The work of priestly formation can be rugged and grimy; it pushes us to look under every rock, to expose into the light whatever darkness we have in our life. The seminary is the safe place to pursue ongoing conversion. I, along with the other formators, have attempted to create an environment of trust that allows you to be honest with yourself, before God and His Church, addressing the aspects of your life that could prevent a healthy, holy, joyful living of Jesus’ priesthood.
I would like to return to the address of Pope Francis to the religious superiors. He made some observations about seminary formation. First, the Holy Father sated: “To avoid problems, in some houses of formation, young people grit their teeth, try not to make mistakes, follow rules smiling and just waiting for the day when they are told – good, you have finished formation. This is hypocrisy that is the result of clericalism which is one of the worst evils.”
These are very strong words from our Holy Father. I suppose mediocrity in seminary formation can be a grave temptation for all of you; to simply fulfill the responsibilities in a quiet way without truly embracing the spirit of conversion. It is interesting that the Holy Father refers to this hypocrisy as a result of clericalism, which he then describes as an evil.
I remember when I first was appointed vocation director in Pittsburgh a seminarian in theology announced that he did feel the need to write papers since this was something for younger seminarians. The rector of that seminary called me to address this matter. So, I drove to the theologate to find out why he was dispensing himself of this responsibility. He told me that he fulfills all of the other aspects of priestly formation and that he should not have to be asked to write papers since he was an older student. I responded that fulfillment of all seminary responsibilities was an expectation, not a burden. This seminarian did not have any academic struggles. He did not believe he should be held to the same standards therefore he was released from the seminary.
I am so impressed with how all of you so easily go about the expectations of priestly formation. These are very long day, however, the payoff is a joyful, competent priest who is able to address the concerns and joys of the faithful. However, I am sure there are many times you are tempted to simply complete the basic requirements of what is being expected of you rather than going the extra mile, which is what God wants for all of us.
The words of the Holy Father challenge us to take every opportunity now in this moment of your life so that you are truly prepared to embrace a life of service and ministry.
Creating Little Monsters
Secondly, Pope Francis challenges us formators when he states that formation is a “work of art, not a police action. We must form their hearts; otherwise we are creating little monsters. Then these little monsters mold the people of God. This really gives me goose bumps.”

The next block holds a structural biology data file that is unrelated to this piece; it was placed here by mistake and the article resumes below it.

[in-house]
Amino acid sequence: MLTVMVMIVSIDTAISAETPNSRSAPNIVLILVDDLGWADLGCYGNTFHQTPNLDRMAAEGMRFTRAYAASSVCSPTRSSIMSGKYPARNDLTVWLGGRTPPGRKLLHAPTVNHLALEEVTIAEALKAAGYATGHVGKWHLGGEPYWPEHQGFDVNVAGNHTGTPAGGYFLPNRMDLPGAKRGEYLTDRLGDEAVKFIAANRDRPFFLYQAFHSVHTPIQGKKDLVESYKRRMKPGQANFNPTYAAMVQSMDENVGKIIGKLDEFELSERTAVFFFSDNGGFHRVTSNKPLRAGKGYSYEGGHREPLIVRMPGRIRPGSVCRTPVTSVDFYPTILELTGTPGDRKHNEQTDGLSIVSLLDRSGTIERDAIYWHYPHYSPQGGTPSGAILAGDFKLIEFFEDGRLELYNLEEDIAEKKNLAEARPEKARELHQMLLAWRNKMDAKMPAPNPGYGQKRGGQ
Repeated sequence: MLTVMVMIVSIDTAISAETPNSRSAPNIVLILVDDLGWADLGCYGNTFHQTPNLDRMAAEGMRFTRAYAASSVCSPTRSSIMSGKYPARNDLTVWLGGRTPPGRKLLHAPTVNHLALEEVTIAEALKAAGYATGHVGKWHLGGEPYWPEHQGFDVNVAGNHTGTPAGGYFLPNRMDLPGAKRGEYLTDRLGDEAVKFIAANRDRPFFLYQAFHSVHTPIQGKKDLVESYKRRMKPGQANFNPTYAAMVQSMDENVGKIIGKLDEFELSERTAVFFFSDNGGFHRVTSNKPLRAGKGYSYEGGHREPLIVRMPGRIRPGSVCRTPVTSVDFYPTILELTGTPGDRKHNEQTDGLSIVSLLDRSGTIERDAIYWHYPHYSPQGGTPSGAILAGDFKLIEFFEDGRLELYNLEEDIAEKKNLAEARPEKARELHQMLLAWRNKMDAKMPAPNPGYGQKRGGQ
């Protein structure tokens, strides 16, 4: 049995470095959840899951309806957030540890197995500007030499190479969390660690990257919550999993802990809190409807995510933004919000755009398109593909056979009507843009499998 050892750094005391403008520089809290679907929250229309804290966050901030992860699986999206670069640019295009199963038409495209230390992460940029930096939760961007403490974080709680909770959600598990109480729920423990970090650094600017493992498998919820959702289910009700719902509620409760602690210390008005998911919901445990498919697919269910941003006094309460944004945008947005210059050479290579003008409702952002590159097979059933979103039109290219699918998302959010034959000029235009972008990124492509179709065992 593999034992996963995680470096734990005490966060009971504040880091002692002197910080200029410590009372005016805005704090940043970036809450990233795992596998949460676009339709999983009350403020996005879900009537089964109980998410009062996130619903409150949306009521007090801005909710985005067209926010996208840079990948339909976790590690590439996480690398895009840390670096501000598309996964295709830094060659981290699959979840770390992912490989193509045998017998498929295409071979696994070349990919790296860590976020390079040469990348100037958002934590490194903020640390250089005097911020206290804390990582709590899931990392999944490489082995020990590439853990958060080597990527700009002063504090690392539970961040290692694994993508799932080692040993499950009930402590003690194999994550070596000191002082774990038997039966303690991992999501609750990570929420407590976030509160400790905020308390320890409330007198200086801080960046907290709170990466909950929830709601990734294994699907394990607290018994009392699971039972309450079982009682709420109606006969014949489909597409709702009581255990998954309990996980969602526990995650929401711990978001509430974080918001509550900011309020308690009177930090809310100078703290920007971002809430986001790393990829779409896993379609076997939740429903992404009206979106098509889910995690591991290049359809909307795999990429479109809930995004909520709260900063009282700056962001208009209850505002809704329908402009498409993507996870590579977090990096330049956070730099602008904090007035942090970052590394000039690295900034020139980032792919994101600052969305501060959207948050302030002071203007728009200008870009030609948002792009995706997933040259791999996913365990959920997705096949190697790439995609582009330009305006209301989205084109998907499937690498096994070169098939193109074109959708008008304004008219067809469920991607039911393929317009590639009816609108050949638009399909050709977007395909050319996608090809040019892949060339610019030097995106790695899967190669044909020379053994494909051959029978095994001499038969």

Dear sons of the Church, these words pierce my heart because we do need a rule of life and we do need you to practice obedience. However, if I as Rector focus only on the rules and discipline, Pope Francis tells me that I might be responsible for creating little monsters. This is why all of us faculty members have attempted to create an environment of trust, where you are able to have the freedom to express your opinions so that we can better the formation program here. If you feel that you do not have the freedom to go about your formation and remain silent rather than confront the expectations of conversion, then the words of our Holy Father come true. We then do form monsters only to be unleashed on the People of God which who bring scandal and injury to them.
Creating little monsters. I would ask in your own conversations with each other to talk about what you think the Holy Father means about this.
Pope Francis calls this clericalism, which he describes as one of the worst evils. What does he mean by this? For me, it means priests and seminarians who think the priesthood belongs to them rather than to Jesus Christ. It is God who calls and He is the one who wants his priesthood to be lived in a certain way.
And so we ask in our discernment: Jesus – how do you want your priesthood to be lived? What must I change about myself so that I can live your priesthood the way you want it to be lived? Jesus – what do I need to embrace in my heart so that I can be the priest that you want me to be? These are simple but profound questions. These are questions that you are asking and these are questions that I ask of myself.
Pope Francis suggests to the superiors that the seminarians and priests never forget that we are sinners. That we are in need of God’s grace; that we are in need of His mercy and forgiveness. This recognition can impact the way in which we will minister to others; the ways in which we develop eyes of mercy and eyes of compassion.
I titled this conference: “The Triumph of Mediocrity or Love that Conquers the World.” Mediocrity triumphs when we become lazy: when we do not want to change anything in our personality or lifestyle. Let’s not rock the boat – let’s take the path of least resistance. What is the result of such thinking? This can be seen in poor preaching, a weak spiritual life, a priest who lives off of the good will of the faithful.